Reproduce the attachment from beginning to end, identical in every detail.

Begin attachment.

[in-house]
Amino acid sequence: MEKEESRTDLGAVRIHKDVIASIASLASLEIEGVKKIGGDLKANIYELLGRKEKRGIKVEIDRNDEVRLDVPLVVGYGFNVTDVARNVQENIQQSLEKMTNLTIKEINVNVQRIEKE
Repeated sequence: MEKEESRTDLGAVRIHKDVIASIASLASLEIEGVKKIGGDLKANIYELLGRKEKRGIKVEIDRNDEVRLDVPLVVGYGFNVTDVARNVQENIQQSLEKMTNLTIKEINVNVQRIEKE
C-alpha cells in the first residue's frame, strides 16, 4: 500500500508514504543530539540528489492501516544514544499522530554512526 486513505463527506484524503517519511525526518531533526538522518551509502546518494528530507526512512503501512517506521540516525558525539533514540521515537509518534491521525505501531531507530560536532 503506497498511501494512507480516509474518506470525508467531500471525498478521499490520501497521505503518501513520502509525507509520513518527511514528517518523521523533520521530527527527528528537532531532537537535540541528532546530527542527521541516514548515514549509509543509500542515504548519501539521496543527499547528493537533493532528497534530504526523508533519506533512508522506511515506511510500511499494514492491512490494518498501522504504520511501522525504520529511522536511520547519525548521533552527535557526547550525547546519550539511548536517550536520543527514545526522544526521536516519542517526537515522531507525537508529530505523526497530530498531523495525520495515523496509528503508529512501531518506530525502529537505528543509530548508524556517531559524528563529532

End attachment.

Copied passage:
[in-house]
Amino acid sequence: MEKEESRTDLGAVRIHKDVIASIASLASLEIEGVKKIGGDLKANIYELLGRKEKRGIKVEIDRNDEVRLDVPLVVGYGFNVTDVARNVQENIQQSLEKMTNLTIKEINVNVQRIEKE
Repeated sequence: MEKEESRTDLGAVRIHKDVIASIASLASLEIEGVKKIGGDLKANIYELLGRKEKRGIKVEIDRNDEVRLDVPLVVGYGFNVTDVARNVQENIQQSLEKMTNLTIKEINVNVQRIEKE
C-alpha cells in the first residue's frame, strides 16, 4: 500500500508514504543530539540528489492501516544514544499522530554512526 486513505463527506484524503517519511525526518531533526538522518551509502546518494528530507526512512503501512517506521540516525558525539533514540521515537509518534491521525505501531531507530560536532 503506497498511501494512507480516509474518506470525508467531500471525498478521499490520501497521505503518501513520502509525507509520513518527511514528517518523521523533520521530527527527528528537532531532537537535540541528532546530527542527521541516514548515514549509509543509500542515504548519501539521496543527499547528493537533493532528497534530504526523508533519506533512508522506511515506511510500511499494514492491512490494518498501522504504520511501522525504520529511522536511520547519525548521533552527535557526547550525547546519550539511548536517550536520543527514545526522544526521536516519542517526537515522531507525537508529530505523526497530530498531523495525520495515523496509528503508529512501531518506530525502529537505528543509530548508524556517531559524528563529532